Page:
Aeroplane are deliberately trying, it seems, to flee the sub-generic nest. Even "Caramellas," Aeroplane's career-defining first single, is re-recorded here with added organ, a tighter structure and a livelier feel, marking the passage from computer-assisted bedroom recording practices to a full-on studio approach that basically chooses richness of production over dance floor functionality. Only "My Enemy," with its ascending chords, luscious arrangements and throbbing synthetic bassline, the poppy, vocoder-enriched "Superstar" and the icy yet magnificent new wave pastiche of "Fish in the Sky" seem to be channeling the likes of Giorgio Moroder, Pierre Perpall or Aeroplane's former self.
Luckily, recent single and title track "We Can't Fly" is in a league of its own. It's the album's treasured guilty pleasure, somehow evoking Carly Simon's gospel-tinged late '80s anthem "Let the River Run." This luxuriance of means is obviously helped by the presence of French retro-futurist Bertrand Burgalat in the studio, who gives the entire long player a myriad glow, albeit very retro, even backward-looking at times. This is apparent on the pompous, slightly over-the-top "The Point of No Return" and the guitar solo-doomed "London Bridge." "I Can't Feel" is even more reverential in its showcasing of none other than "Gimme Shelter"/"Sweet Home Alabama" backing vocalist Merry Clayton. It's an impressive performance for sure, but it's also a song that could easily be confused with The Darkness. "Good Riddance" is weirder, almost uncomfortably comical in tone, as it squashes C&W-influenced soul and synthetic arrangements with British revivalist Jonathan Jeremiah's deep croon.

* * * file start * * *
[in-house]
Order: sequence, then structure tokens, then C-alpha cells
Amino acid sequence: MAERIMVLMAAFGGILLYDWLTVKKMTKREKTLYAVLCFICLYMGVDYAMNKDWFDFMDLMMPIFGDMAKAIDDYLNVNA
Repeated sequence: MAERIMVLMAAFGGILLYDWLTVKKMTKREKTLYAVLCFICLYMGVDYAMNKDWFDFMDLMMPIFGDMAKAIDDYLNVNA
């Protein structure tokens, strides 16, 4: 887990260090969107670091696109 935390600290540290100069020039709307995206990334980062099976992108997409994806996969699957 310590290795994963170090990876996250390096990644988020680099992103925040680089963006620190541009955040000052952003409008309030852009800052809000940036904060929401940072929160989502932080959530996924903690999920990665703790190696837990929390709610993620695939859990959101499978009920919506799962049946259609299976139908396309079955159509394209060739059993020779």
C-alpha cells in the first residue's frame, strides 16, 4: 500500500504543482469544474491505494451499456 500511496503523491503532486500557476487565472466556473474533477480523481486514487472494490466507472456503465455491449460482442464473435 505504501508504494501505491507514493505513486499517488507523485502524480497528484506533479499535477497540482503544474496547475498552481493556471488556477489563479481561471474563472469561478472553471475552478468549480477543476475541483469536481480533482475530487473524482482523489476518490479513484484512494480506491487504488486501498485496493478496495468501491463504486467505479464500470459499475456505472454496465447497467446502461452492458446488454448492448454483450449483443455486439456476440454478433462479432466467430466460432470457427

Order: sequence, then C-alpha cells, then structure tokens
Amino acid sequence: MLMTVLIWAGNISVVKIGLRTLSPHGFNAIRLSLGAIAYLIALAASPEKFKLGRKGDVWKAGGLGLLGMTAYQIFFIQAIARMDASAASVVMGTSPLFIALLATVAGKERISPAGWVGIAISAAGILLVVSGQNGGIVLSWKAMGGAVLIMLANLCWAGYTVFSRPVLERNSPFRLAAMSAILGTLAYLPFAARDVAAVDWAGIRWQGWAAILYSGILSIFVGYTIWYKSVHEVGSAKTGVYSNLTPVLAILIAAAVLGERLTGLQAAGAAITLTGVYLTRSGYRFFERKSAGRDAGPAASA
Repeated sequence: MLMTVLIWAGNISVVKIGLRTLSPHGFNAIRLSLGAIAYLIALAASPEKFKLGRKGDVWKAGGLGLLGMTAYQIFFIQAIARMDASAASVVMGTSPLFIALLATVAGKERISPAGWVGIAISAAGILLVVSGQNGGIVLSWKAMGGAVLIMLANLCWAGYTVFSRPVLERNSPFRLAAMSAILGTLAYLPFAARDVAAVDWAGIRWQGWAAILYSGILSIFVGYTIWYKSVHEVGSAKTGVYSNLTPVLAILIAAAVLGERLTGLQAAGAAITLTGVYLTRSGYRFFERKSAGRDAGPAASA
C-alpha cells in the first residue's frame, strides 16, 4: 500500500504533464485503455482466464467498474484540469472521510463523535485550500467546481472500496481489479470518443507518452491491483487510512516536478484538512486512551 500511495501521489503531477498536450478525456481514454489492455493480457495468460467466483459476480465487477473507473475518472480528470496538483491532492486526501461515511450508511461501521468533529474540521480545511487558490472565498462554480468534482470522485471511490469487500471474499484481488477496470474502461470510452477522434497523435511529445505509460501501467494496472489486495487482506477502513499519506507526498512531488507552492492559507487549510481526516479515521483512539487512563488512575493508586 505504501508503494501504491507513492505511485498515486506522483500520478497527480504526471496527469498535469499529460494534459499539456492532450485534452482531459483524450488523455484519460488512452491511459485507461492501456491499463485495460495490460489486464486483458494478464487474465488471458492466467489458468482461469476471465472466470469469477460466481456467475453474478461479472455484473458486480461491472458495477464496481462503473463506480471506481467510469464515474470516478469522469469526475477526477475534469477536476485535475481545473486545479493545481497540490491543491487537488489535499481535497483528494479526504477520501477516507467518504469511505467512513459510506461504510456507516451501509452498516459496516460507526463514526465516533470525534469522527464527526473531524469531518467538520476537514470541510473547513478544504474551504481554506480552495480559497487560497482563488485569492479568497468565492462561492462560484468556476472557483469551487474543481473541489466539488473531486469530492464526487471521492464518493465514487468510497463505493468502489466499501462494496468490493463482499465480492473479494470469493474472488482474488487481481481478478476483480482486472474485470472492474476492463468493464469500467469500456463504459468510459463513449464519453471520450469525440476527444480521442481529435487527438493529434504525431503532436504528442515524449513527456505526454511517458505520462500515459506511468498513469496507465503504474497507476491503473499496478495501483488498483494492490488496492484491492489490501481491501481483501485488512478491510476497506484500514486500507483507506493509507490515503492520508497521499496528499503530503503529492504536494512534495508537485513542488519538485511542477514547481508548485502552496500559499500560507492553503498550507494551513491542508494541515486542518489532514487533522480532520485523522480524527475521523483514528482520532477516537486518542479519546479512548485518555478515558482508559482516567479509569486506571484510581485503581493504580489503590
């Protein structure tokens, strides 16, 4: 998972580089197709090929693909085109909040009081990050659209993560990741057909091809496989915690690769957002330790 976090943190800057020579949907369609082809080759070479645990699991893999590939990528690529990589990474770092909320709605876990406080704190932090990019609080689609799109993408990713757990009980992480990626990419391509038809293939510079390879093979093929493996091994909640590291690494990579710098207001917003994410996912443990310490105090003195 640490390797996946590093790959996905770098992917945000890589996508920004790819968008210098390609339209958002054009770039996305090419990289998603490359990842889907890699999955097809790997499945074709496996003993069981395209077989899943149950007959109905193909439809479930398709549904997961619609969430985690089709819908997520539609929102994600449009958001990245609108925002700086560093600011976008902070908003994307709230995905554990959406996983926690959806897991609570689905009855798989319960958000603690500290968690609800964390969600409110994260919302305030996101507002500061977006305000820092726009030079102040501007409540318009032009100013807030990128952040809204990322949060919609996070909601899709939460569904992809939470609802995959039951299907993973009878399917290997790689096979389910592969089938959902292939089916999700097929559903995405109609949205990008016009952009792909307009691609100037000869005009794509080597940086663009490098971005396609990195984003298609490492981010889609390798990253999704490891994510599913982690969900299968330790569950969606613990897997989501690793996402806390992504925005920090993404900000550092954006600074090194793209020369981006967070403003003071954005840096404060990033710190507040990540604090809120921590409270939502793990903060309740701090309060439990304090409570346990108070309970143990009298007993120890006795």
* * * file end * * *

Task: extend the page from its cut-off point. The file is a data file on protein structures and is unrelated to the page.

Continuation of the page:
The last song of the album is upsetting for an entirely different reason, as the Au Revoir Simone girls show up on the discretely quiet "We Fall Over," a song that actually sounds more like an actual Au Revoir Simone original than Aeroplane. It definitely has nothing to do with the cheery rework of "Another Likely Story" that got them together in the first place, and even though it shows De Luca's versatility, adaptability and utter respect for the voices he's working with, he also seems like a guest on his own album at this point.
If there were internal arguments between De Luca and former Aeroplane member Stephen Fasano, divisions that would have fueled their so-called amicable split earlier this year, they never let anyone see them. Actually, it seems the contradiction is now in Aeroplane's music itself, as there is an obvious tension between the remixes and various DJ sets produced under that banner and the original studio material paraded here. In other words, what's clumsily at stake on We Can't Fly is the age-old desire from anyone in the dance music community to reconcile immediate dance floor-bound imperatives and more long lasting, artsy and serious home-listening credentials brought about by the release of a first album. Despite all the sharp musicianship, blatant talent and impressive cascade of ideas exhibited on this long player, the tension remains frustratingly unresolved.